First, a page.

But as much as the home staging can show off the house in its best light, it's a mistake to overlook all the possible downsides of the home. Having a house be a good home is about a lot more than cookies, closet space, and well-appointed kitchens. Don't forget to think about what work the house needs, how livable the house would be for your family, and whether the neighborhood truly meets your needs.
3. Looking for Perfection
While some buyers can fall for the vaulted ceilings in a house whose neighborhood is like a demilitarized zone, other buyers can fall into the opposite trap — wanting their home to fulfill any and every expectation they have ever had for an abode.
These types of home buyers are what Barry Schwartz, author of The Paradox of Choice, describes as "maximizers." Maximizers are absolutely certain that there is a perfect house out there for them, and they will not be satisfied until they find the house that meets all of their requirements.
Not only will looking for perfection in this way make your home buying experience prolonged and frustrating, but it also opens you up to overspending. Once you do find a house that fits your criteria, you will feel justified in spending any amount of money in order to make it yours.
But there is no such thing as a perfect house, and even once you've found "perfection," you'll find aspects of the house you don't like, and you'll resent the amount of money you've spent.
A better way to view the home buying process is to be satisfied with a house that meets about five criteria that you deem to be most important. Not only will that open up your options, but it won't set you up for disappointment.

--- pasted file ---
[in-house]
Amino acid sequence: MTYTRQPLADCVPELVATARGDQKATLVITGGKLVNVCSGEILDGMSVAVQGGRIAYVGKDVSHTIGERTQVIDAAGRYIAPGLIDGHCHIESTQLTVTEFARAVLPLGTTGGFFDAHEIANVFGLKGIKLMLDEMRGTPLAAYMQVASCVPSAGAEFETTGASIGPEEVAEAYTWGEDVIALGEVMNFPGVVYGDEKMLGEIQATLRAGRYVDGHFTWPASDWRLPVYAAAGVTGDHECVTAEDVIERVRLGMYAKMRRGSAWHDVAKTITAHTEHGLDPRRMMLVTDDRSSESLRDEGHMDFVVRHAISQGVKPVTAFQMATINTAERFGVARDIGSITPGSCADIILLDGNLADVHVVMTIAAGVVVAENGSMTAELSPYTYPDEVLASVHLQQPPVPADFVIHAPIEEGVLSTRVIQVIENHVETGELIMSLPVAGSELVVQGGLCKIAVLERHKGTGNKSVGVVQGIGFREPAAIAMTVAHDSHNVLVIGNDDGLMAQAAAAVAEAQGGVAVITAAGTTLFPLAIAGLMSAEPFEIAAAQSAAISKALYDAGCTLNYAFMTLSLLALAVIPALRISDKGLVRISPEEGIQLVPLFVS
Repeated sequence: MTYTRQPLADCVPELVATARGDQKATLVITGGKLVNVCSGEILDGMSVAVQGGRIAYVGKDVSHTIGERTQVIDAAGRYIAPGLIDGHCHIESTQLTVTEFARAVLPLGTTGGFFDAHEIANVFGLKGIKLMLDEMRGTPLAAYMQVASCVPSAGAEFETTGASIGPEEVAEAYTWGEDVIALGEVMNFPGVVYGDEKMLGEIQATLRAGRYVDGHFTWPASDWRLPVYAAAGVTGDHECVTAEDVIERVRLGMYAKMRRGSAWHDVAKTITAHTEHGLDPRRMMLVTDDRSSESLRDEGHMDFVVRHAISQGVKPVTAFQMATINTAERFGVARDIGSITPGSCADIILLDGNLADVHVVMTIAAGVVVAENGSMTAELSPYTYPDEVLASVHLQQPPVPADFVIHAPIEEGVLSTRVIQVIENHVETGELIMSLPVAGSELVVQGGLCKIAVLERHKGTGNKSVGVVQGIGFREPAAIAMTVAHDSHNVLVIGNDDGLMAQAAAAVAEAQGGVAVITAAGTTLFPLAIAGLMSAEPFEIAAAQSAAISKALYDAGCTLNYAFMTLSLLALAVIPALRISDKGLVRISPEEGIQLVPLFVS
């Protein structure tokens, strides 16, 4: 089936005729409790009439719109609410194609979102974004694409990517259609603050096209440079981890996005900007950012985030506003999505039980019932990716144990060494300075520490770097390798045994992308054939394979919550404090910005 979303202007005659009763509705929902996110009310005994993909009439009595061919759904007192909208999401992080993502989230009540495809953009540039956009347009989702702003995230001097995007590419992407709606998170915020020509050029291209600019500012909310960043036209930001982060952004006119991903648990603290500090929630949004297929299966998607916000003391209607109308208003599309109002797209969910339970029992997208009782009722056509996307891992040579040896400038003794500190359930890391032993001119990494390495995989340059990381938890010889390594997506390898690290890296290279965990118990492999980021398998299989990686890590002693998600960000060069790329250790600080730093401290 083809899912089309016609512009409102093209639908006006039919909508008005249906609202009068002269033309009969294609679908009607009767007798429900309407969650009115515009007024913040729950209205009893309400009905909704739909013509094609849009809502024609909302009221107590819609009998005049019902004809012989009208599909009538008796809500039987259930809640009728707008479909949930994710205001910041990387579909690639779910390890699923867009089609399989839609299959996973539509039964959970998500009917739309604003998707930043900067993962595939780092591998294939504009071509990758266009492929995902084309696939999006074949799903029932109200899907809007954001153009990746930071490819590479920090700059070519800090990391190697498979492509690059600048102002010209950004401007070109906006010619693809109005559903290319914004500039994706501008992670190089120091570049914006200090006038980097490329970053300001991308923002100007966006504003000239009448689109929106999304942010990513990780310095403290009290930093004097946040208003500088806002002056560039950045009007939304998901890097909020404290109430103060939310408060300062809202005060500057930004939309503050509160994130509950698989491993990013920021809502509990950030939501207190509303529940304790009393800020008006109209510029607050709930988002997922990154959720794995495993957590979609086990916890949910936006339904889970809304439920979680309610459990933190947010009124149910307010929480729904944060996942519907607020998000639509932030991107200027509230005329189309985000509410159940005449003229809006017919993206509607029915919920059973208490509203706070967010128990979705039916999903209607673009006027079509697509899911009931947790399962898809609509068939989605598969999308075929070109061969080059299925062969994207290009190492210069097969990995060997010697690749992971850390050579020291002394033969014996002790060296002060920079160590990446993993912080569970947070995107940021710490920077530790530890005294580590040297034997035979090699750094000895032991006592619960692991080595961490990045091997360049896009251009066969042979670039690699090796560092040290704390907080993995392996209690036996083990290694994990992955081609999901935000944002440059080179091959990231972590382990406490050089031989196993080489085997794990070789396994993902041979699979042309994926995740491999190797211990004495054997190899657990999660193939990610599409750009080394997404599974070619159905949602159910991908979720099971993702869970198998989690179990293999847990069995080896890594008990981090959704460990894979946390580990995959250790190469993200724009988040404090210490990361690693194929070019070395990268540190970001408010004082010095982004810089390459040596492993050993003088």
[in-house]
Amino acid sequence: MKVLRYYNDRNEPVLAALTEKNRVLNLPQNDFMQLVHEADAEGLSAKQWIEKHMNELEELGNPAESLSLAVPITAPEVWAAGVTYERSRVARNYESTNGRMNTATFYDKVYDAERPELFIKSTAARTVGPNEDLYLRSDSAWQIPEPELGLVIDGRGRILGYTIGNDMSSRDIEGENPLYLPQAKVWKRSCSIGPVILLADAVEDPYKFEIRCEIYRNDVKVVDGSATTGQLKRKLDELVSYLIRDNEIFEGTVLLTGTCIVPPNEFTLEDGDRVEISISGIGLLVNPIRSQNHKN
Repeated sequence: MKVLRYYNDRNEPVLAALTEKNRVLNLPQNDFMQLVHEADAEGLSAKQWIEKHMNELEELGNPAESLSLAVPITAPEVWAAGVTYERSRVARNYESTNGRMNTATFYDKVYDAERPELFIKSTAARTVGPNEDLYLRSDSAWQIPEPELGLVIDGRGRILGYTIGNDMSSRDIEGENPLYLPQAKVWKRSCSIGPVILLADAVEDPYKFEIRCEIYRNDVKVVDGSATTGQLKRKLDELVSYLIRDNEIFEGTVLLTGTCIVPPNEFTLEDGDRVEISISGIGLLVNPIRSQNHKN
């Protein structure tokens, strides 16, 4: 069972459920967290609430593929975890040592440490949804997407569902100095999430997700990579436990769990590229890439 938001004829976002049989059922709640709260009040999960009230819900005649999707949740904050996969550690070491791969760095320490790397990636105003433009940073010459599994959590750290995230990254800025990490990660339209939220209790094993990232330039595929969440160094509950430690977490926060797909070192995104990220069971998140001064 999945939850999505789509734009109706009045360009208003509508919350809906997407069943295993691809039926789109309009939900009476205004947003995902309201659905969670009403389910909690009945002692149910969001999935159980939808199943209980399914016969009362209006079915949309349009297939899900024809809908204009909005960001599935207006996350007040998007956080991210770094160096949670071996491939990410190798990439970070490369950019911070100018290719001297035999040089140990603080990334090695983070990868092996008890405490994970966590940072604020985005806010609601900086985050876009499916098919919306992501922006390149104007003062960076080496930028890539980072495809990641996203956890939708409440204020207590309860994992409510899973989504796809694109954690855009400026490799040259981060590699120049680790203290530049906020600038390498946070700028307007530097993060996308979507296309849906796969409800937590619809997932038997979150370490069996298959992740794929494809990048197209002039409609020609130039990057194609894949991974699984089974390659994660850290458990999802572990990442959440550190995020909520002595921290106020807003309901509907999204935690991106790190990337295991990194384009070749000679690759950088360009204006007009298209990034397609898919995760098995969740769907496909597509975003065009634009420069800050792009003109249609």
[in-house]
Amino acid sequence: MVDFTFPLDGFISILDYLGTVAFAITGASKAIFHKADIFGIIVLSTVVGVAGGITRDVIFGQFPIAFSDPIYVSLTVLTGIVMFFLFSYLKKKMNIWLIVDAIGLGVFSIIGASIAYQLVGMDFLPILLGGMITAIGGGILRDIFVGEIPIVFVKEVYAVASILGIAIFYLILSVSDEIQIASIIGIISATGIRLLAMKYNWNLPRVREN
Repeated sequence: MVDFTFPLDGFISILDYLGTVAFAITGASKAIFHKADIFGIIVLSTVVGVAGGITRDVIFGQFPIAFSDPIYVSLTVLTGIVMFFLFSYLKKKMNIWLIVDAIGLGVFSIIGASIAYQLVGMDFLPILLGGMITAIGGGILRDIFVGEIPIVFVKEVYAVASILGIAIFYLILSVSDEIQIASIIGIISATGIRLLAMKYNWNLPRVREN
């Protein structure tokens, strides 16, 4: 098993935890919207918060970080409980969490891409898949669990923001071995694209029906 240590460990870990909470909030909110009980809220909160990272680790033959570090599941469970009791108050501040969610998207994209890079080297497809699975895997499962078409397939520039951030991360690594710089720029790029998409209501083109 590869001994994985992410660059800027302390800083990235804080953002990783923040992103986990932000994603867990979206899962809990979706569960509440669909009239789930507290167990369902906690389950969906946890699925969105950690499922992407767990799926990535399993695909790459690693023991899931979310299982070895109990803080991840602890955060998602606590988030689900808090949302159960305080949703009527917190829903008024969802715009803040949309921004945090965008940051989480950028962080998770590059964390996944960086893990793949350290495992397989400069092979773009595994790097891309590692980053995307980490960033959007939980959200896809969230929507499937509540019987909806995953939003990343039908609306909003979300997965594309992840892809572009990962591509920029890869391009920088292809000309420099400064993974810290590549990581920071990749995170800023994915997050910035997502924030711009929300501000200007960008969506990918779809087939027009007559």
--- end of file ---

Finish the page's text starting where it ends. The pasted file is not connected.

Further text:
4. Overestimating Your Ability to Perform Home Improvements
My husband and I are old house aficionados. We both grew up watching "This Old House" on weekends and have become the sort of tourists who drive around old neighborhoods to check out the architecture.
Because of that, we tend to fall for old houses when we're in the market to buy. The problem, of course, is that our price ranges run to the "fixer-upper" end of the old house spectrum. Thankfully, my husband is an engineer and actually knows how to fix many things. (I excel at supervising him.) If it were up to me, however, I would not be able to afford even the inexpensive old houses we're drawn to, since I simply do not have the handy-woman skills (or inclination) to handle repairs and improvements. (See also: DIY Home Improvement: 10 Free Options for Training and Advice)
After years of watching Bob Vila and Norm Abram, not to mention all those successful property flippers on TV, many of us may feel more confident in our abilities to handle home repairs and maintenance than we should. This is actually a symptom of the cognitive bias known as the overconfidence effect. Basically, we overestimate our ability to handle tasks.
Anyone who has ever gotten hip-deep in a home improvement project before realizing it's beyond their abilities (like me, for example) can tell you that having to call in professionals at that point makes your project far more expensive than it would have been had you simply called in the pros from the beginning.
Basically, if you are tempted by a house that will require you to strap on the tool belt as of day one, stop and think about whether you already own a tool belt. If you have to buy one for the occasion (or locate and dust off the one your father-in-law gave you several years ago), then you should probably step away from the home purchase. Know your limitations.
Avoiding Emotional Decisions
While emotions should certainly be a part of your home-buying decision process, it should not be what is driving your purchase. You will have to live with your decision for years, and you'll be much better off without indulging your emotional side and ignoring the rational reasons why a particular house might end up being more headache than dream home.
Did emotions influence your home — or any other — purchase?